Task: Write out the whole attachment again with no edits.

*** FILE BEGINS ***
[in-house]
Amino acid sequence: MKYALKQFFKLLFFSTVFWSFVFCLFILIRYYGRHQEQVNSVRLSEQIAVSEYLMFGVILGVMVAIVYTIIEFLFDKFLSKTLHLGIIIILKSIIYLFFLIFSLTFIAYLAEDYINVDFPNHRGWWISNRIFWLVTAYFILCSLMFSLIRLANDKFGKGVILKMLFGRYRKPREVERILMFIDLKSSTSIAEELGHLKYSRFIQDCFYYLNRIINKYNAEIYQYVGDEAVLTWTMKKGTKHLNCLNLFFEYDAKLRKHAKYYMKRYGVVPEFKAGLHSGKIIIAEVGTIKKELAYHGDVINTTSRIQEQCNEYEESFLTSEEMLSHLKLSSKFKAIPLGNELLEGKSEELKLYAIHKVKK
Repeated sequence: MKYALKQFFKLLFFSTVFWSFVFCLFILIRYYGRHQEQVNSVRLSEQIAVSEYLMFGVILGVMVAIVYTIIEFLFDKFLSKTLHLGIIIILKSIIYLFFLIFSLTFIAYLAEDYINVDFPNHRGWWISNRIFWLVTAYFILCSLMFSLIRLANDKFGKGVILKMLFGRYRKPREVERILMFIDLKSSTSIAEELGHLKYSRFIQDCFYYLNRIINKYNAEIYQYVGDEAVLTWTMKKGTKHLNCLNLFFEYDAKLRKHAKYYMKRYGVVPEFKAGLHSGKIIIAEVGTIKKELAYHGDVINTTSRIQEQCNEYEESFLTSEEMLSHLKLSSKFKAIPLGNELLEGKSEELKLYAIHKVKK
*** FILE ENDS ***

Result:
[in-house]
Amino acid sequence: MKYALKQFFKLLFFSTVFWSFVFCLFILIRYYGRHQEQVNSVRLSEQIAVSEYLMFGVILGVMVAIVYTIIEFLFDKFLSKTLHLGIIIILKSIIYLFFLIFSLTFIAYLAEDYINVDFPNHRGWWISNRIFWLVTAYFILCSLMFSLIRLANDKFGKGVILKMLFGRYRKPREVERILMFIDLKSSTSIAEELGHLKYSRFIQDCFYYLNRIINKYNAEIYQYVGDEAVLTWTMKKGTKHLNCLNLFFEYDAKLRKHAKYYMKRYGVVPEFKAGLHSGKIIIAEVGTIKKELAYHGDVINTTSRIQEQCNEYEESFLTSEEMLSHLKLSSKFKAIPLGNELLEGKSEELKLYAIHKVKK
Repeated sequence: MKYALKQFFKLLFFSTVFWSFVFCLFILIRYYGRHQEQVNSVRLSEQIAVSEYLMFGVILGVMVAIVYTIIEFLFDKFLSKTLHLGIIIILKSIIYLFFLIFSLTFIAYLAEDYINVDFPNHRGWWISNRIFWLVTAYFILCSLMFSLIRLANDKFGKGVILKMLFGRYRKPREVERILMFIDLKSSTSIAEELGHLKYSRFIQDCFYYLNRIINKYNAEIYQYVGDEAVLTWTMKKGTKHLNCLNLFFEYDAKLRKHAKYYMKRYGVVPEFKAGLHSGKIIIAEVGTIKKELAYHGDVINTTSRIQEQCNEYEESFLTSEEMLSHLKLSSKFKAIPLGNELLEGKSEELKLYAIHKVKK